Thursday, March 30, 2006

The developing brain: some big surprises

This is quite surprising. The human brain changes extensively between birth and adolescence (that we knew), but what's interesting is that it the pattern of changes is highly variable. Not everyone's brain follows the same developmental path.
Science & Technology at Scientific Smart Kids Found to Undergo Delayed Brain Development

... Rapoport and her colleagues at NIMH and McGill University followed 307 children of varying ages as they grew up, scanning them with an MRI machine periodically. They then compared such measures as brain volume with the results of a standard IQ test. Contrary to popular perception, the brightest kids did not necessarily have the largest brains.

They did, however, exhibit a distinctive pattern of brain development. Whereas an average child's cortex thickness peaked around age eight, the smartest children experienced thickening of the cortex until early adolescence. In all of the subjects, the cortex waned during adolescence, perhaps due to the pruning of neurons as the brain becomes more efficient, the researchers speculate.

Complicating the picture, however, relatively intelligent children--smarter than average but not the smartest--followed roughly the same development pattern as their more typical peers. And in the smartest kids the cortex shrank more than most during adolescence, in some cases dropping them below their relatively intelligent peers.

Although such intelligence seems to be genetic, the child-rearing environment may play an even more critical role, the researchers stress. Studies in rats have shown that their cortex thickness depends on richness of experience. [jf: I think this is misleading. The experimental rats they refer to had very limited environments, any reasonably decent human environment may be more than rich enough to make genetics the rate limiting step.]
It will be very interesting to see the results of similar studies performed in autistic children, particularly if we study not only pre-adolescents but also changes extending into the 20s. I have long wondered what the true natural history of so-called "high functioning autism" really is ...

Tuesday, March 14, 2006

Redefining mental retardation and autism - the revolution ahead

I've been known to protest that medical progress is much slower than popularly imagined. It's been over seven years since I was in active practice, yet current textbooks are often very familiar. Some of the meds are new, but the newest ones don't always last. Much of the therapy is basically unchanged.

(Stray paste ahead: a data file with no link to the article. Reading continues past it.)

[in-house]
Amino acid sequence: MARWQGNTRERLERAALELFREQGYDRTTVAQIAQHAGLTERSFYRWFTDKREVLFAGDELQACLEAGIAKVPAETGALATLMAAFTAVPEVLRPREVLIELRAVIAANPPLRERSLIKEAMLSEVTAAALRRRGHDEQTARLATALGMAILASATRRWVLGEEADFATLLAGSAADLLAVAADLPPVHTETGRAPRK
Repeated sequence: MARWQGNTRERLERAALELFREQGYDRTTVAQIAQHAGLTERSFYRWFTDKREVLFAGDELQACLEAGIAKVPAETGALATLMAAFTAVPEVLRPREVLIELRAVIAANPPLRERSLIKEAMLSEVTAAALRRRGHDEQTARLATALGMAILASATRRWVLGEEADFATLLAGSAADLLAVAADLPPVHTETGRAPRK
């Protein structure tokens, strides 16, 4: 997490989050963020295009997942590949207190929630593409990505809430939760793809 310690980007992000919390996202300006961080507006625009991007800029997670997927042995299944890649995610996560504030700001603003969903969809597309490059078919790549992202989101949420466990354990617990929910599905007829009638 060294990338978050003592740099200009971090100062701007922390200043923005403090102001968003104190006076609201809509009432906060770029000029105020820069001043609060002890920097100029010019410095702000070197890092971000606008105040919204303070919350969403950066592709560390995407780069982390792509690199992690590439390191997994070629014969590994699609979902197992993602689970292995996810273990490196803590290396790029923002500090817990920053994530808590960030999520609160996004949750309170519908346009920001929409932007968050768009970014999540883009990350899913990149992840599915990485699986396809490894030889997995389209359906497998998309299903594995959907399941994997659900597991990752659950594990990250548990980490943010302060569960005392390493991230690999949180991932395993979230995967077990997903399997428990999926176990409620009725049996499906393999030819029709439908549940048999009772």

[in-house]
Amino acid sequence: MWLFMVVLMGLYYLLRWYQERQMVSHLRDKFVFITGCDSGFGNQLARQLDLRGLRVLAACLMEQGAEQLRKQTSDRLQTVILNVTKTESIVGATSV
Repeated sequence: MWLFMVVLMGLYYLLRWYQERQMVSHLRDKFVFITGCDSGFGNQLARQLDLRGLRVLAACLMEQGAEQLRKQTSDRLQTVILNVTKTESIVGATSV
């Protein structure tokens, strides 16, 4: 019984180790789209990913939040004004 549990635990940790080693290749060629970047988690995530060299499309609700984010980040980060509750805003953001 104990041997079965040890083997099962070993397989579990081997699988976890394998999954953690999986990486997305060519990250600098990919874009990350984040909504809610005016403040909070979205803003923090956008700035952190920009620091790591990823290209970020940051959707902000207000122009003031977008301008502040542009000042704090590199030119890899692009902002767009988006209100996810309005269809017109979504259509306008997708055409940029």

But there are revolutions brewing.

The intersection of high resolution neuro-imaging and genetic analysis is dramatically changing our understanding of disorders sometimes known as 'mental retardation':
A developmental and genetic classification for malformations of cortical development -- Barkovich et al. 65 (12): 1873 -- Neurology

Increasing recognition of malformations of cortical development and continuing improvements in imaging techniques, molecular biologic techniques, and knowledge of mechanisms of brain development have resulted in continual improvement of the understanding of these disorders. The authors propose a revised classification based on the stage of development (cell proliferation, neuronal migration, cortical organization) at which cortical development was first affected. The categories are based on known developmental steps, known pathologic features, known genetics (when possible), and, when necessary, neuroimaging features. In those cases in which the precise developmental and genetic features are uncertain, classification is based on known relationships among the genetics, pathologic features, and neuroimaging features. The major change since the prior classification has been a shift to using genotype, rather than phenotype, as the basis for classifying disorders wherever the genotype–phenotype relationship is adequately understood. Other substantial changes include more detailed classification of congenital microcephalies, particularly those in which the genes have been mapped or identified, and revised classification of congenital muscular dystrophies and polymicrogyrias. Information on genetic testing is also included. This classification allows a better conceptual understanding of the disorders, and the use of neuroimaging characteristics allows it to be applied to all patients without necessitating brain biopsy, as in pathology-based classifications.